In response to the unveiling of the Biden administration’s Presidential Memorandum on Advancing Worker Empowerment, Rights and High Labor Standards Globally, Solidarity Center Executive Director Shawna Bader-Blau issued the following statement:
“The Biden administration’s announcement today represents the first time the U.S. government has made a holistic commitment to global worker rights. If this new global labor strategy is fully resourced and implemented, the United States has a historic opportunity to play a critical role in reversing corporate- and government-supported exploitation of millions of working people and bolster democratic freedoms around the world.
“It is impossible to overstate the need for this long-awaited commitment to worker rights. In many countries where the United States has diplomatic, trade and economic development influence, workers’ ability to exercise everyday democracy—through the rights to form and join unions, strike and bargain together for fair wages and decent working conditions—is consistently repressed, often violently and sometimes fatally. In just the past two months, police allegedly shot and killed three garment workers and injured many more during protests for a higher minimum wage in Bangladesh; entered a labor union leader’s home in the Philippines, shooting him dead; and assaulted workers in Nigeria protesting over lost wages, seriously injuring the union’s leader. This new strategy to advance global labor rights is a roadmap for the U.S. government to expand its use of diplomatic and trade leverage and multilateral tools and settings to garner additional countries’ support for upholding worker rights.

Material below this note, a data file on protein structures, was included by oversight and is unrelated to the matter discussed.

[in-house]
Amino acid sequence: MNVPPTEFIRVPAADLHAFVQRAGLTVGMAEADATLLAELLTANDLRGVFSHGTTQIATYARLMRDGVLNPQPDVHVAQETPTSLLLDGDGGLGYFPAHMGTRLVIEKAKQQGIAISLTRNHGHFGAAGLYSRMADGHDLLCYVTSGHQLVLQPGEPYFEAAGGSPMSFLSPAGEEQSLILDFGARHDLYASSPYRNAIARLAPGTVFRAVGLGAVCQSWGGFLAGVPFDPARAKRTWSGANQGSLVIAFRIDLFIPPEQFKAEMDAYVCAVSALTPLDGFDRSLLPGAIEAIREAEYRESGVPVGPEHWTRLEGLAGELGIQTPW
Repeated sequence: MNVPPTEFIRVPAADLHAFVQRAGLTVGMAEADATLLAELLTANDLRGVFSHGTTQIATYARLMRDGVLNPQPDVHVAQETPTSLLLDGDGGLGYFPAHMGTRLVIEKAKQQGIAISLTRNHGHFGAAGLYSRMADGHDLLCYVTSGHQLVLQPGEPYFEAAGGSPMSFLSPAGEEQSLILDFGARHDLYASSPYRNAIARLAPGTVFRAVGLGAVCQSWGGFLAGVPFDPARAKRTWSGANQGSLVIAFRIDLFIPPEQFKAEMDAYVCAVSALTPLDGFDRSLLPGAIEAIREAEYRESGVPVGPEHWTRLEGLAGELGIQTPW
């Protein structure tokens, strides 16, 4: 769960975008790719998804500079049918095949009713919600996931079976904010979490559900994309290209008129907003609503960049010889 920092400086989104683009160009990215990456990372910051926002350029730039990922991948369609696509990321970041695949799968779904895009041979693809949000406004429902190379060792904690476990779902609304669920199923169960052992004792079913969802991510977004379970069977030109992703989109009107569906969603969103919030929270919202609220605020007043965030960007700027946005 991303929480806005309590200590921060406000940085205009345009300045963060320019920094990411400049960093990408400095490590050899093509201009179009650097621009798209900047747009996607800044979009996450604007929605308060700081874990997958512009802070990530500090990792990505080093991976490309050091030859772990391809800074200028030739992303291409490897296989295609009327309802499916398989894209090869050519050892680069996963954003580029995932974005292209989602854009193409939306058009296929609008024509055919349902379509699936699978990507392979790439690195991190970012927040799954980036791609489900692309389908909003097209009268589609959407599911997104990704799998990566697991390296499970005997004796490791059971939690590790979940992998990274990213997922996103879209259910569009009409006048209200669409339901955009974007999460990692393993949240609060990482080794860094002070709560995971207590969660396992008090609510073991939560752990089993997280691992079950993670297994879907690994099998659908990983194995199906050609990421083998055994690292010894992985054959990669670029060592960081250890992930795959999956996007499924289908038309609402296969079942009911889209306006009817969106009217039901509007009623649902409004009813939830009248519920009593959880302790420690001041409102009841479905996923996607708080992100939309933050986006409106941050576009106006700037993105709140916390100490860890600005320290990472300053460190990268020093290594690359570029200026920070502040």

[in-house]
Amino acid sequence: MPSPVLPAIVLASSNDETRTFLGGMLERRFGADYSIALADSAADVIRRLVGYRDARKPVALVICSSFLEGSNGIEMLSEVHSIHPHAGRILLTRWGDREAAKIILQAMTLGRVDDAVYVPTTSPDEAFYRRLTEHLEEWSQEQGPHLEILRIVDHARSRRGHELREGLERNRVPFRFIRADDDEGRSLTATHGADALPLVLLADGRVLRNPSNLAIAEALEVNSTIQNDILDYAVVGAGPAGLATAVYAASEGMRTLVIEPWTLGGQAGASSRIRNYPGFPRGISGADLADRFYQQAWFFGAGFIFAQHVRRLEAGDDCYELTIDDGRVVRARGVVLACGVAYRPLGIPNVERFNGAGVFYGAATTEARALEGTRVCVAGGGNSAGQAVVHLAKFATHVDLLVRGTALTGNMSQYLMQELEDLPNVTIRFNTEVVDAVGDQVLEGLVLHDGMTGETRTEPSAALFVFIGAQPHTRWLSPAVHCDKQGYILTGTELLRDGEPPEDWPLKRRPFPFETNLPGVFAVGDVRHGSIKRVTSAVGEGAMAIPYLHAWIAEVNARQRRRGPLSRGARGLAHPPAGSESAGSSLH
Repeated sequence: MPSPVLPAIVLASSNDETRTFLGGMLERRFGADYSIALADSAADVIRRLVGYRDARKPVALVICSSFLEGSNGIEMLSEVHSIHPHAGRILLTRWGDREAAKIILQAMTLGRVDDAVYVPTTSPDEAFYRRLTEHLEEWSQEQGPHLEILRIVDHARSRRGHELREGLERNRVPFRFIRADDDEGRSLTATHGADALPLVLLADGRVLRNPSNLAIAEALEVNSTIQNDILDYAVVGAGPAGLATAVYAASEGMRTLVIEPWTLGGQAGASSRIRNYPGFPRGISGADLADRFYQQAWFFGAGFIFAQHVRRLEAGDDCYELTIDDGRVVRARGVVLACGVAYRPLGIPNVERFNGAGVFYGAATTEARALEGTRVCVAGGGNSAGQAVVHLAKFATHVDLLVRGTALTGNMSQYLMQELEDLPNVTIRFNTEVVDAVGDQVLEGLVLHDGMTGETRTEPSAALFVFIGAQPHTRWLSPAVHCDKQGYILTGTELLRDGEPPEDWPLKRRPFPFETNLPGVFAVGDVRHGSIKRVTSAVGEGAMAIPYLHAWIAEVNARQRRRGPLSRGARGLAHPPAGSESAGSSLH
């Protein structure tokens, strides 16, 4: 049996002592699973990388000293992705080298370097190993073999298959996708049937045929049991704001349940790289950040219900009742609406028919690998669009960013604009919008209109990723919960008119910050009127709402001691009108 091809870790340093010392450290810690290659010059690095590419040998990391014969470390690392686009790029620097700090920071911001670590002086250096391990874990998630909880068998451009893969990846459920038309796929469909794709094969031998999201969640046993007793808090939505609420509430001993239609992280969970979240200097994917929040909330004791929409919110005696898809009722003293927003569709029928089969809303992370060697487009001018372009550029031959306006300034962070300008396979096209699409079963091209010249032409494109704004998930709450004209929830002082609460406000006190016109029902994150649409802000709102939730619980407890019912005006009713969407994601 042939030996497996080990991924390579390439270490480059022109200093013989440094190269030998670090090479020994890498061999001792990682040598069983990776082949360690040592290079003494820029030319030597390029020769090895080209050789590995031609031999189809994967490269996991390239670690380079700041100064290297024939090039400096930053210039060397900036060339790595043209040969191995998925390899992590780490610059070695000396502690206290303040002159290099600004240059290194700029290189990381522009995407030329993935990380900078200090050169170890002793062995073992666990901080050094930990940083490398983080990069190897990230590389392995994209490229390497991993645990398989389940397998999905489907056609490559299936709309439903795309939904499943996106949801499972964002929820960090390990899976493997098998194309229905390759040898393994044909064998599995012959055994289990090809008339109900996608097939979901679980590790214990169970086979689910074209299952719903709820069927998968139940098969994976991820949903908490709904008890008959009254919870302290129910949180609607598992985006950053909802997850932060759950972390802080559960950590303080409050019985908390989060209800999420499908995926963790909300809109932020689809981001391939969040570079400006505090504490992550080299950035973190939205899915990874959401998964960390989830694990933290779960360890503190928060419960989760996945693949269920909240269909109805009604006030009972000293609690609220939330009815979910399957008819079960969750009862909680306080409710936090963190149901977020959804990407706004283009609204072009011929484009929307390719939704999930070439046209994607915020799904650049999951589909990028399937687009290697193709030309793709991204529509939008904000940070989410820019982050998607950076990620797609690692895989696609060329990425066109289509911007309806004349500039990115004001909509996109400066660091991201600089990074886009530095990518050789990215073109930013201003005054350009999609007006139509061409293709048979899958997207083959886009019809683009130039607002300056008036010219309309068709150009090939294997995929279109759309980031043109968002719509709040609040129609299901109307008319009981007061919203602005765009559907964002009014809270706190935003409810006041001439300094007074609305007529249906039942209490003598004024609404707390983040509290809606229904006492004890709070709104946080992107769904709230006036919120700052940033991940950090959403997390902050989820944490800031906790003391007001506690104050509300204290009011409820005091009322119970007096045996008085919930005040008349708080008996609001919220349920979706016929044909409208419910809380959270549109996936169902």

“The U.S. government should use its direct influence or its convening power with other nations to address labor rights repression in places like Belarus and Myanmar, where unions fighting for democracy have been outlawed by their governments, their leaders and members beaten, jailed, sent into exile or killed.
“This all-of-government labor rights strategy should also focus on influencing labor laws and increasing employer accountability. Today, U.S. companies too often treat sourcing like a game of Whac-A-Mole, jumping from country to country when strengthened and enforced labor laws drive workers’ pay closer to a living wage. And, most of the 2 billion people who work in the informal economy, including agriculture and domestic workers, street vendors and drivers and delivery workers in the growing platform economy, have no access to health care, sick leave or support when they are injured or lose their jobs.
“The Biden administration’s trade approach in Mexico has the potential to be a game-changer for workers and an example of this new labor strategy’s potential impact. The U.S.-Mexico-Canada Agreement includes a rapid response complaint mechanism unions are using to remedy worker rights abuses. Tying worker rights to U.S. market access and investing in independent union organizing has led to an unprecedented growth of democratic unions that represent workers’ interests and are winning wage hikes and safety improvements in factories that supply the U.S. market. Replicating this kind of approach to worker-centered trade policy should be a priority.
“We are hopeful that this commitment to global labor rights will mean workers are represented in conversations about how to sustain good union jobs in communities worldwide that are most impacted by the transition to a clean energy economy. We look forward to workers’ rights and livelihoods becoming front-and-center in conversations about the evolution of technology in the workplace. And, we look forward to expanded investment and prioritization of a worker rights approach to ending gender-based violence and harassment and other forms of exploitation on the job.”